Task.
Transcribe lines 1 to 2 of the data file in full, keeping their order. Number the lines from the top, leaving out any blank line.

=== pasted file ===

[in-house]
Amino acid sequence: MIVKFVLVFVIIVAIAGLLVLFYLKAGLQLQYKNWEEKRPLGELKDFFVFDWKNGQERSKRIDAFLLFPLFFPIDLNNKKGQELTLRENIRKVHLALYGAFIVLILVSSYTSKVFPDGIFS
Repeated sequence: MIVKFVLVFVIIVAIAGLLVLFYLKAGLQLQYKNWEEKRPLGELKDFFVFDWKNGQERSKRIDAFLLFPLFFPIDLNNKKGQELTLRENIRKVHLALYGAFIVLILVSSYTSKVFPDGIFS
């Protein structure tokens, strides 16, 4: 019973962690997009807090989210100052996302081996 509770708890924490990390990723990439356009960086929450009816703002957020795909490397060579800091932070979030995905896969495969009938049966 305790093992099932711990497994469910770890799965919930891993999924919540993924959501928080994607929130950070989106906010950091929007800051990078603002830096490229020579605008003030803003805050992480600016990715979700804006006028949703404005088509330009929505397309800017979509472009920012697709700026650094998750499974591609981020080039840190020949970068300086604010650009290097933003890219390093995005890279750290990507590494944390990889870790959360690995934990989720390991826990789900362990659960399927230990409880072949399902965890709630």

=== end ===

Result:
[in-house]
Amino acid sequence: MIVKFVLVFVIIVAIAGLLVLFYLKAGLQLQYKNWEEKRPLGELKDFFVFDWKNGQERSKRIDAFLLFPLFFPIDLNNKKGQELTLRENIRKVHLALYGAFIVLILVSSYTSKVFPDGIFS